Wax on produce

Why there may be wax on your produce.

Fresh fruits and vegetables contain 80 to 95 percent water. Constant loss of this water starts as soon as it is picked and eventually leads to shriveling, poor texture and poor quality. Especially in warm climates, plants secrete waxes as a way to control losing water.

To protect against excessive moisture loss, many fruits and vegetables secrete natural wax coatings. After harvest, but before the produce is packed and sent to the supermarket, produce may be washed several times. All this washing removes the natural wax, so food processors add a thin layer of man-made edible wax to replace the natural wax that is lost to prevent shriveling and mold growth. In the United States, waxes have been used on fruits and vegetables since 1924. All food-use waxes are approved by the U.S. Food and Drug Administration (USDA).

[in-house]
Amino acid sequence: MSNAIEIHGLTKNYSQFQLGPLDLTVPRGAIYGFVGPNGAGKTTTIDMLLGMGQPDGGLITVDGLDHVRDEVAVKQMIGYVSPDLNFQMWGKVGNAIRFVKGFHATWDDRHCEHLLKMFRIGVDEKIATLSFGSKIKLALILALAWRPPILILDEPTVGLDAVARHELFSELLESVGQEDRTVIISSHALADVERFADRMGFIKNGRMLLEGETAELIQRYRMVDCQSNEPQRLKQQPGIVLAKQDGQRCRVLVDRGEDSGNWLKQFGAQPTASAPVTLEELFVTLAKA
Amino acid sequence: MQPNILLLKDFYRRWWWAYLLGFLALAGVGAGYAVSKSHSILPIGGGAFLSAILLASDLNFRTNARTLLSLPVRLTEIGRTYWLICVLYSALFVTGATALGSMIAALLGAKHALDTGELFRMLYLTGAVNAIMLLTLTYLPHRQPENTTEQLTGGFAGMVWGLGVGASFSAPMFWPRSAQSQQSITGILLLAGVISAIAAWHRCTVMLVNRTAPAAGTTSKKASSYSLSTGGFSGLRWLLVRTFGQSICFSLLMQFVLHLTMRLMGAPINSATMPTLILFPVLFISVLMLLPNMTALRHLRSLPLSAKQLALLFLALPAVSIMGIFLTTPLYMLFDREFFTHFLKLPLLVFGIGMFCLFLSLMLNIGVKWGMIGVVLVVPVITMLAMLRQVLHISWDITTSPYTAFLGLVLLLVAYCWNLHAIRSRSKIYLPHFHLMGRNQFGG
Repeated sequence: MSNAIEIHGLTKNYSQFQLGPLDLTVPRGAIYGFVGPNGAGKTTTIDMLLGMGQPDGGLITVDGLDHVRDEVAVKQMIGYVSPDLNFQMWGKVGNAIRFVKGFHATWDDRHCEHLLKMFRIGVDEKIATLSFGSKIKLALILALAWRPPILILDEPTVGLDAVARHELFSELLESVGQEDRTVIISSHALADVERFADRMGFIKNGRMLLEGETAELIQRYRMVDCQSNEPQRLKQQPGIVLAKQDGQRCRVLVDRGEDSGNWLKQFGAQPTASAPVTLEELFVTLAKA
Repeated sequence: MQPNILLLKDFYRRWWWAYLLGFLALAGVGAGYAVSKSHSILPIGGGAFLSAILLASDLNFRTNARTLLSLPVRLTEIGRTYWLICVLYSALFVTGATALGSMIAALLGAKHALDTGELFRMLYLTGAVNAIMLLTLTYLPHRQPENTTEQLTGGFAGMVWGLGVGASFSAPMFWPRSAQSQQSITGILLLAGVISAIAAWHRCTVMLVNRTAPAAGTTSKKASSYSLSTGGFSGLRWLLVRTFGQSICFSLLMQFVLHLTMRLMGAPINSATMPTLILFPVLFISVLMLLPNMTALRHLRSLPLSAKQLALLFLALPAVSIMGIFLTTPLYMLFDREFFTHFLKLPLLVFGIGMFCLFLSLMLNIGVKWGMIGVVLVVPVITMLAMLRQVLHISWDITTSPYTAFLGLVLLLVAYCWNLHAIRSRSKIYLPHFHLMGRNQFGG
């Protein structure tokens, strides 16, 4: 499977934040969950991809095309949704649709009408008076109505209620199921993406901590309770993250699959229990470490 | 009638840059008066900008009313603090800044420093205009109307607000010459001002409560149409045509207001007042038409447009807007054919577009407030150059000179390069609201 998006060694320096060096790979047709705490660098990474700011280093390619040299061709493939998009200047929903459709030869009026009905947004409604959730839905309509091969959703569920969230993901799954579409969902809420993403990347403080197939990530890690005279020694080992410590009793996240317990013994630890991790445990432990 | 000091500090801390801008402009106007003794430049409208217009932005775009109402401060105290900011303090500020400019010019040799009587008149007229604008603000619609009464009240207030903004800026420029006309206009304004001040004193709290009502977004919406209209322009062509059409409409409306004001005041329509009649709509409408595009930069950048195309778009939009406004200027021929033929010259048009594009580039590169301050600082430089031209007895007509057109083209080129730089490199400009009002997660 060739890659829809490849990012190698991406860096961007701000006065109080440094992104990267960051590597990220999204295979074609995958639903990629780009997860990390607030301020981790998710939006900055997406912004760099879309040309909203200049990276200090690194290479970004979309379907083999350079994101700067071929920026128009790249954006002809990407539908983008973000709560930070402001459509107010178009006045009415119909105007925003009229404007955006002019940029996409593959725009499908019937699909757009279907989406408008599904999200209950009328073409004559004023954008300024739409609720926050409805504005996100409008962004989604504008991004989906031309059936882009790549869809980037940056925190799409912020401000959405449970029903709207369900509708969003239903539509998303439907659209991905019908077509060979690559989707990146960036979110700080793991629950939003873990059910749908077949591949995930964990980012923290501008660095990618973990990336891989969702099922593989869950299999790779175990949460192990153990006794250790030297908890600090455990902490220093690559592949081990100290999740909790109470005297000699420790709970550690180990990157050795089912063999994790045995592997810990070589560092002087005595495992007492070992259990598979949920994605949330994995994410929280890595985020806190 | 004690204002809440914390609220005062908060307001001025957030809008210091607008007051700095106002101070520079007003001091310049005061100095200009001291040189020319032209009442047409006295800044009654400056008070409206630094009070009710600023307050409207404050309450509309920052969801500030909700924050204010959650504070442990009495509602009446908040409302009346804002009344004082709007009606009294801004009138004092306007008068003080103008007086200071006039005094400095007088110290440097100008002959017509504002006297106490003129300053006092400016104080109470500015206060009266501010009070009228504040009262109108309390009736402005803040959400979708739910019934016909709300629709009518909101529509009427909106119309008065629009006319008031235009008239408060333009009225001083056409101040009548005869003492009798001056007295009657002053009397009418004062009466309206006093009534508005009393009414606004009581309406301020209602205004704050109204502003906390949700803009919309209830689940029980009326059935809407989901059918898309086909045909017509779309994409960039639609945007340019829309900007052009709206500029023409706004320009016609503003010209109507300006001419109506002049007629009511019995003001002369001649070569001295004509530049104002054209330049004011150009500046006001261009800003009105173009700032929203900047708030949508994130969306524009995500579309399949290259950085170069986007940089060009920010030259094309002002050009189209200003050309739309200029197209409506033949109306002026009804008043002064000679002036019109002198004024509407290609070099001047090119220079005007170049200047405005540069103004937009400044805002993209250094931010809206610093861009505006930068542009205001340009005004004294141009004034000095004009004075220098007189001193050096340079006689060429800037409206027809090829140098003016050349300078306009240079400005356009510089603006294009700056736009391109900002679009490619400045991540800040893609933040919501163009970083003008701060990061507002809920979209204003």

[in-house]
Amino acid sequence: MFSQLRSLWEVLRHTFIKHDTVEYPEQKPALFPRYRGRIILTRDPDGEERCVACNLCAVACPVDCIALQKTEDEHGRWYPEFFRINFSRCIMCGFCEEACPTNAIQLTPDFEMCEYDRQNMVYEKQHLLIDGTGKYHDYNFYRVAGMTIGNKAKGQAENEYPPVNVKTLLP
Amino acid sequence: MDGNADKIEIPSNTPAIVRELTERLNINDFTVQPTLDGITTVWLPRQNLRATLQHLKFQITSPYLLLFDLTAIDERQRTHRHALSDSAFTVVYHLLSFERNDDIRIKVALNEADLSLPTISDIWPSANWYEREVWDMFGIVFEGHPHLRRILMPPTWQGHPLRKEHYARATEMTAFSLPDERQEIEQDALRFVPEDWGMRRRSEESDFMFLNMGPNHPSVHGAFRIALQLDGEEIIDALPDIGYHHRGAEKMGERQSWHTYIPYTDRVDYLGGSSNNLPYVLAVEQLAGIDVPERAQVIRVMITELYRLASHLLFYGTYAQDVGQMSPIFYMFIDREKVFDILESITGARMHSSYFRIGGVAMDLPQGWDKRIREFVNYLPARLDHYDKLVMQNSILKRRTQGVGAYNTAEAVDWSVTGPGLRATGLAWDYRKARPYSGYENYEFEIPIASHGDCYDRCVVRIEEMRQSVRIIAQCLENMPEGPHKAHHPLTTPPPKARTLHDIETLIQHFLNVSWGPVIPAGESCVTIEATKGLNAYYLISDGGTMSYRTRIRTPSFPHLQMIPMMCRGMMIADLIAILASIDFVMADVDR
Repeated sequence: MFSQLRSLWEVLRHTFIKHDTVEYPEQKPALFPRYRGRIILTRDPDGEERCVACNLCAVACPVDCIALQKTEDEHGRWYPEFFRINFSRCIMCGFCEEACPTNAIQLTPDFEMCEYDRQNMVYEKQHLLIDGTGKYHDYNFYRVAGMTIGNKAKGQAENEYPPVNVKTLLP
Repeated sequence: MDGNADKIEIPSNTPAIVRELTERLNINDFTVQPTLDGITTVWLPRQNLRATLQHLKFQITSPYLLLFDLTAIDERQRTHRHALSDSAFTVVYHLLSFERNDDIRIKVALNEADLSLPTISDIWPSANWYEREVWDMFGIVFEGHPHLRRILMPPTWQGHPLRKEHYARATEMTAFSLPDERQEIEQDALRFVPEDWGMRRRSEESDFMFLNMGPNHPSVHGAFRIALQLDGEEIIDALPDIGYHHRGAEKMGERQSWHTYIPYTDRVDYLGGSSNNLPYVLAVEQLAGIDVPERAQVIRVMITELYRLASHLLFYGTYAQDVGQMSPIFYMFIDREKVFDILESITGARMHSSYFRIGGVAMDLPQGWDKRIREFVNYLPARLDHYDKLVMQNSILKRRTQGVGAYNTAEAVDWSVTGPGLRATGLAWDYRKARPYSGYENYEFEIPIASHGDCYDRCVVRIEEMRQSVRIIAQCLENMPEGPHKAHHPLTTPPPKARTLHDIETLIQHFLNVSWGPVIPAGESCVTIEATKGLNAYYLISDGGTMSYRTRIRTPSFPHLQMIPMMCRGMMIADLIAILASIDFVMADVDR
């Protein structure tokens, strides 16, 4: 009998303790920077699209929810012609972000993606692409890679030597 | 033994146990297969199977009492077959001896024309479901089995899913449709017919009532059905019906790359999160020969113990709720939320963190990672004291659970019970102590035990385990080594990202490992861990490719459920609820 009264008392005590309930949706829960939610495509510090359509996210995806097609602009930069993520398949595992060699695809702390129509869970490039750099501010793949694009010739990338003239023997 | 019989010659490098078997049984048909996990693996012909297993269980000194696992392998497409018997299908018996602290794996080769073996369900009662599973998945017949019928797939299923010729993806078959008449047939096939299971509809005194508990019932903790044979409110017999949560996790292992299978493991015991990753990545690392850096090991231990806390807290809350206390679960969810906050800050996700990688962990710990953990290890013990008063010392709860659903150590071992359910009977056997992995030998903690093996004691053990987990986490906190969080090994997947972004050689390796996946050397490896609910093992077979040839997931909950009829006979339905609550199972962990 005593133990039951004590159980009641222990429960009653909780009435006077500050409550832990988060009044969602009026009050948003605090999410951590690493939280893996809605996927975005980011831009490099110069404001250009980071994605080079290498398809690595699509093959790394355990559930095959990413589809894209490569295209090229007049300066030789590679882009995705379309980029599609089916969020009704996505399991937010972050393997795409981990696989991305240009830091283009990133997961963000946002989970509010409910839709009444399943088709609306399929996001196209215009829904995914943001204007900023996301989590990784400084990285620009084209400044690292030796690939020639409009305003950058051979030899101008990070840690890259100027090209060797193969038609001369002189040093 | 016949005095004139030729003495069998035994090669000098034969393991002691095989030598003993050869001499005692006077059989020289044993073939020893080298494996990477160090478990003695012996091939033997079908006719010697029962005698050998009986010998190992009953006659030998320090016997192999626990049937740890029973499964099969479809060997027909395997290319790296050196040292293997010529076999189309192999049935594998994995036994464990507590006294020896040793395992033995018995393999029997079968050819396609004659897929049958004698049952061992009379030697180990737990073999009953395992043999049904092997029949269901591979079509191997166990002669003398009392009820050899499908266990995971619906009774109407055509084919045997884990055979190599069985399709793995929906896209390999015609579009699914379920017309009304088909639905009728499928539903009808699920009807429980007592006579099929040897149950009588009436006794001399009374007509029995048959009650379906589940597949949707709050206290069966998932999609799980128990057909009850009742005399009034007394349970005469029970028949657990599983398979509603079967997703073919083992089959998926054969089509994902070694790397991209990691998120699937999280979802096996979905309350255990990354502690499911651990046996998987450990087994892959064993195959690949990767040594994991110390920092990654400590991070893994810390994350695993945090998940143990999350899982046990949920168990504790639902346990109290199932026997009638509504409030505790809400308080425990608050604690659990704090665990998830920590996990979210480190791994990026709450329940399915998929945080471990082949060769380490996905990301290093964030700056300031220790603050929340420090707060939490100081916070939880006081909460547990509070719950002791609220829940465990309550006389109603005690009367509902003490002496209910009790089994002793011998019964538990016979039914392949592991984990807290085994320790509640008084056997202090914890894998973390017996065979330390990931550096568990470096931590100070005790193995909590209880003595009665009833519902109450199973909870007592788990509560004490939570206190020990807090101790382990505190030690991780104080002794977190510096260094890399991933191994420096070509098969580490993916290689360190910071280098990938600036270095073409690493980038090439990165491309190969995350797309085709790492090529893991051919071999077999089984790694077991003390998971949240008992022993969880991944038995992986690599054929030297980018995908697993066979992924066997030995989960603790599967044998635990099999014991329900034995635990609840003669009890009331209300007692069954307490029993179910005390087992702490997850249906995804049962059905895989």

Some produce that may have wax applied includes avocados, oranges, melons, turnips, bell peppers, apples, lemons, limes, peaches, pineapple, parsnips, squash, passion fruit, cucumbers, sweet potatoes, pumpkins, eggplant, grapefruit, tomatoes and cantaloupes.

Waxes help to:

  • Retain moisture in fruits and vegetables from the farm to the market
  • Retain moisture while in stores and restaurants
  • Retain moisture while in our homes
  • Stop mold growth
  • Protect fruits and vegetables from bruising
  • Prevent other physical damage and disease
  • Enhance appearance

The edible waxes are used only in tiny amounts to provide a microscopic coating that surrounds the fruit or vegetable. Each piece of waxed produce has only a drop or two of wax.

Wax coatings used on fruits and vegetables must meet the USDA food additive regulations for safety. Produce shippers and supermarkets in the U.S. are required by federal law to label fresh fruits and vegetables that have been waxed so you will know if the produce you buy is coated. Watch for signs that say, “Coated with food grade vegetable, petroleum, beeswax or shellac based wax or resin, to maintain freshness.”

Michigan State University Extension food safety experts advise that waxed produce should be scrubbed using warm water to remove any dirt that might adhere to the wax. The procedure may remove some the wax.

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